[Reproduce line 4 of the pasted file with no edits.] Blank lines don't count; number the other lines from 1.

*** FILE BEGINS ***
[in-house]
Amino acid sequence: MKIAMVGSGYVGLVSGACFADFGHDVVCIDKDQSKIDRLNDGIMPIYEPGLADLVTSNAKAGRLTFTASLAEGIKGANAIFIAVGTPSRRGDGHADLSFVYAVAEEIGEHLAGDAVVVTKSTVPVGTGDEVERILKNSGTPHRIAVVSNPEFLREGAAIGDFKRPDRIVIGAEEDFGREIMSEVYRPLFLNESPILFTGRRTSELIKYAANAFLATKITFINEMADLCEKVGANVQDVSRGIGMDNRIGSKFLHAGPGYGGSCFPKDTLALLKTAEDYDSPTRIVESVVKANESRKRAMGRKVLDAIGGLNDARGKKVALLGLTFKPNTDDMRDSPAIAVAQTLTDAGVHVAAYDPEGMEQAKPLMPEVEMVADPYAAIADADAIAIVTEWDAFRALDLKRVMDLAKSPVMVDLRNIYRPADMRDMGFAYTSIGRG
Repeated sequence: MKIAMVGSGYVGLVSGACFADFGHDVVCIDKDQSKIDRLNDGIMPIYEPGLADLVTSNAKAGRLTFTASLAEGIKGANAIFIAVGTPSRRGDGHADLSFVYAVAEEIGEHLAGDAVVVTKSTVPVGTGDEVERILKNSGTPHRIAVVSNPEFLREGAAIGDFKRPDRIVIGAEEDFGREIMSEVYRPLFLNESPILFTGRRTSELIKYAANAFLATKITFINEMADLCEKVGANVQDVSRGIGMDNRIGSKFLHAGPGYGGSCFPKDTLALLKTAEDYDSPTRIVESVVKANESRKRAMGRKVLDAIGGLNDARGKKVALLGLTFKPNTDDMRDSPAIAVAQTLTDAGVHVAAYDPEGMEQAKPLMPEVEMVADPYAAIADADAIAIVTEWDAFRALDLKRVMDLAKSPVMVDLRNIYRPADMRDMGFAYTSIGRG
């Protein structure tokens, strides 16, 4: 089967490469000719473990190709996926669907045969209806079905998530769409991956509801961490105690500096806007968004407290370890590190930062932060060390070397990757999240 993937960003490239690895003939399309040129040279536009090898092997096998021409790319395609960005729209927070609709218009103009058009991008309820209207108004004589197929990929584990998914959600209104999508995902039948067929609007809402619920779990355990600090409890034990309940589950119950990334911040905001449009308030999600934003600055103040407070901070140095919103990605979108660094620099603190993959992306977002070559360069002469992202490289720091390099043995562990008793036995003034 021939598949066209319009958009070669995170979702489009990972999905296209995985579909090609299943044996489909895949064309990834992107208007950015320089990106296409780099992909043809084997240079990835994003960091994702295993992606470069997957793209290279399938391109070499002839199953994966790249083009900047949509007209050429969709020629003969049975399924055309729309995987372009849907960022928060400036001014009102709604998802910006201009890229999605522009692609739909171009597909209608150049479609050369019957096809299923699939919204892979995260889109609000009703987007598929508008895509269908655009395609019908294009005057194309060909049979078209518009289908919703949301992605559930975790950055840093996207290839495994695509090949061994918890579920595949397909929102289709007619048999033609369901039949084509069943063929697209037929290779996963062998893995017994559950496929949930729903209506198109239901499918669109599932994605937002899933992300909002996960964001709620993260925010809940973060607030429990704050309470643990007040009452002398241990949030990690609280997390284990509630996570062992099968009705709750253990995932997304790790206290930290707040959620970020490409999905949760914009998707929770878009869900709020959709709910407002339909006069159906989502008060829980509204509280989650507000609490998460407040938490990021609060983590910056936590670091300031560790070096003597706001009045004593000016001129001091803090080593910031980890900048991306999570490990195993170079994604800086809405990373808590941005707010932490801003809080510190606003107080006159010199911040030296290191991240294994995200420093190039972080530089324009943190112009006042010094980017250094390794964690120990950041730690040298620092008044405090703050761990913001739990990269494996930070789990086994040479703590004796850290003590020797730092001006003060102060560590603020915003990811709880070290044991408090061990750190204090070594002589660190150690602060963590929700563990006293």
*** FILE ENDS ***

């Protein structure tokens, strides 16, 4: 089967490469000719473990190709996926669907045969209806079905998530769409991956509801961490105690500096806007968004407290370890590190930062932060060390070397990757999240 993937960003490239690895003939399309040129040279536009090898092997096998021409790319395609960005729209927070609709218009103009058009991008309820209207108004004589197929990929584990998914959600209104999508995902039948067929609007809402619920779990355990600090409890034990309940589950119950990334911040905001449009308030999600934003600055103040407070901070140095919103990605979108660094620099603190993959992306977002070559360069002469992202490289720091390099043995562990008793036995003034 021939598949066209319009958009070669995170979702489009990972999905296209995985579909090609299943044996489909895949064309990834992107208007950015320089990106296409780099992909043809084997240079990835994003960091994702295993992606470069997957793209290279399938391109070499002839199953994966790249083009900047949509007209050429969709020629003969049975399924055309729309995987372009849907960022928060400036001014009102709604998802910006201009890229999605522009692609739909171009597909209608150049479609050369019957096809299923699939919204892979995260889109609000009703987007598929508008895509269908655009395609019908294009005057194309060909049979078209518009289908919703949301992605559930975790950055840093996207290839495994695509090949061994918890579920595949397909929102289709007619048999033609369901039949084509069943063929697209037929290779996963062998893995017994559950496929949930729903209506198109239901499918669109599932994605937002899933992300909002996960964001709620993260925010809940973060607030429990704050309470643990007040009452002398241990949030990690609280997390284990509630996570062992099968009705709750253990995932997304790790206290930290707040959620970020490409999905949760914009998707929770878009869900709020959709709910407002339909006069159906989502008060829980509204509280989650507000609490998460407040938490990021609060983590910056936590670091300031560790070096003597706001009045004593000016001129001091803090080593910031980890900048991306999570490990195993170079994604800086809405990373808590941005707010932490801003809080510190606003107080006159010199911040030296290191991240294994995200420093190039972080530089324009943190112009006042010094980017250094390794964690120990950041730690040298620092008044405090703050761990913001739990990269494996930070789990086994040479703590004796850290003590020797730092001006003060102060560590603020915003990811709880070290044991408090061990750190204090070594002589660190150690602060963590929700563990006293």